New Expertise in Women’s Urological Issues Comes to Sibley

Joan Kravets takes a walk near her home in Virginia. Since her surgery for prolapse and incontinence, she says everyday activities are much more comfortable.

Published in Greater Washington Area - Winter/Spring 2021

Walking was uncomfortable. Sitting was uncomfortable. Exercise was OK, but not jumping.

For 85-year-old Joan Kravets, vaginal prolapse was a constant nuisance. The condition happens when the muscles that support the pelvis weaken and other organs bulge or fall into the vagina. Symptoms include vaginal discomfort that can feel like pressure or throbbing pain, and impairments to bladder or bowel function.

“To walk or to do anything, it was just very uncomfortable,” the Northern Virginia resident says.

After searching for the right doctor, Kravets chose urogynecologist Daniel Gruber, drawn in by his approachable demeanor. Gruber is director of Sibley Memorial Hospital’s new Female Pelvic Medicine and Reconstructive Surgery division. His specialty, also known as urogynecology, includes gynecology, obstetrics and urology. He treats women for incontinence, prolapse and other conditions.

To treat Kravets’ prolapse, Gruber stitched together the front and back walls of the vagina to shorten the vaginal canal, a procedure known as colpocleisis. He also placed a mid-urethral sling, a small piece of mesh that supports the urethra and prevents urinary leaks during physical activity.

Kravets says her condition has improved dramatically since the November procedure.

“I’ve had not a problem in the world,” she says. “It was very uncomfortable, and that’s all gone. That’s all disappeared.”

Gruber came to Sibley in September 2020, after retiring from the U.S. Air Force as a colonel. He was at Walter Reed National Military Medical Center for 13 years, including five as fellowship director for urogynecology.

At Sibley, Gruber treats women with a variety of pelvic and urological issues. When appropriate, he tries nonsurgical treatments before recommending surgery. “Maybe they’ll end up wanting surgery down the line, but I don’t push it because it’s not right for everybody,” he says.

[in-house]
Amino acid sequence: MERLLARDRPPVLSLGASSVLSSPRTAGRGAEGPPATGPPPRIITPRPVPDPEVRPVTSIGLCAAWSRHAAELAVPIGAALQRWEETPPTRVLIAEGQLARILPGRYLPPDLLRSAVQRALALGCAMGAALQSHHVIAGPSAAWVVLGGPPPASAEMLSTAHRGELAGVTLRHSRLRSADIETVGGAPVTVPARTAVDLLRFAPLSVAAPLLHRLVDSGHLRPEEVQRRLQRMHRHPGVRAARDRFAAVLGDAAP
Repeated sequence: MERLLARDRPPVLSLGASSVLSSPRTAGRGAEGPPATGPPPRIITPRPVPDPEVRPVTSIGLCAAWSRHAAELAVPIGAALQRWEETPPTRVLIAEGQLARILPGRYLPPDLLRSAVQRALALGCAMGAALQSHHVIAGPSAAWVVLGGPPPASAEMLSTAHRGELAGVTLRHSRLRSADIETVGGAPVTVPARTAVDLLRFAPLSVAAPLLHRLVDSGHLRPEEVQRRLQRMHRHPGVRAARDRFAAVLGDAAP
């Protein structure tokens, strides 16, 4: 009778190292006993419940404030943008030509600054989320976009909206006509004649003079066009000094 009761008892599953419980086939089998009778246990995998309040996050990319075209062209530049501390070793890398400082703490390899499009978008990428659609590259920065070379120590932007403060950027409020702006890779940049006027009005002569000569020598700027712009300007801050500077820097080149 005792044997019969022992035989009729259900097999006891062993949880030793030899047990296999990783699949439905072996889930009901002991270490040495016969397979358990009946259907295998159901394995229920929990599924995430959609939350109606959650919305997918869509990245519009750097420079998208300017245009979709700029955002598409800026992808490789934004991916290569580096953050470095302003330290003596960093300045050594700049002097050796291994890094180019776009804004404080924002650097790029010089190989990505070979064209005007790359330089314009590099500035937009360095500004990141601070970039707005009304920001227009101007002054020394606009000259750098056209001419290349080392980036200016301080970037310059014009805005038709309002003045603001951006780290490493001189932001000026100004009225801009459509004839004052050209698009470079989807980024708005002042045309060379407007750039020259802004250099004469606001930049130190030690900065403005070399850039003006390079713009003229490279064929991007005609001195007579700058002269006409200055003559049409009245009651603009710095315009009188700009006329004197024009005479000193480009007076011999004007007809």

Nonsurgical treatment options include medication; electrical stimulation therapy for overactive bladder; bladder Botox, which helps the muscles involved in urination relax for patients with incontinence issues; and pessary, a silicone device that sits in the vagina to support areas affected by prolapse.

When performing surgery, Gruber uses vaginal, laparoscopic and robotic methods for a majority of procedures. Using these minimally invasive techniques means patients have less pain, reduced reliance on pain medications, lower infection rates, reduced hospital stay lengths and a shorter recovery times, he says.

“We expect patients to get out of bed and walk immediately after surgery,” Gruber says.

There are cases, however, in which Gruber more strongly recommends surgery — large prolapse, which can cause kidney damage if the patient is not emptying their bladder; and fistulas, which are abnormal connections between two organs.

To determine the best course of treatment, Gruber and his team perform various tests, including cystoscopy, which examines the inside of the bladder; urodynamics studies, which test how well the body holds and releases urine; and pelvic ultrasounds.

Gruber works closely with Sibley pelvic floor physical therapist Lora John, who treats patients with incontinence, and see patients before and after surgery to help them strengthen their pelvic floor. For patients who don’t immediately want or need to have surgery, physical therapy and other medical interventions offer other therapeutic avenues for treating their condition.

For patients referred to physical therapy, John works with Gruber to help patients strengthen their pelvic floor, recognize the brain-pelvic floor connection — the mental processes that aid in urination and bowel movements — and better utilize the muscles that support the bladder and urethra.

“These issues have a huge effect on people’s daily lives,” says John. “So it’s my job to educate them on how these different body parts can work together to achieve their goals of reducing urgency and incontinence.”

John, whose office is in the same building as Gruber’s, meets regularly with the other Johns Hopkins pelvic floor physical therapists to discuss the latest advancements in the field. “What sets us apart from a lot of other hospitals is that we work together as a team,” she says.

For Kravets, Gruber’s friendly attitude and expertise made for a smooth surgery and recovery process.

“I think he’s pretty terrific,” she says. “Unequivocally, I would absolutely recommend patients go ahead and have whatever procedure they need to have. I have utter confidence in him.”

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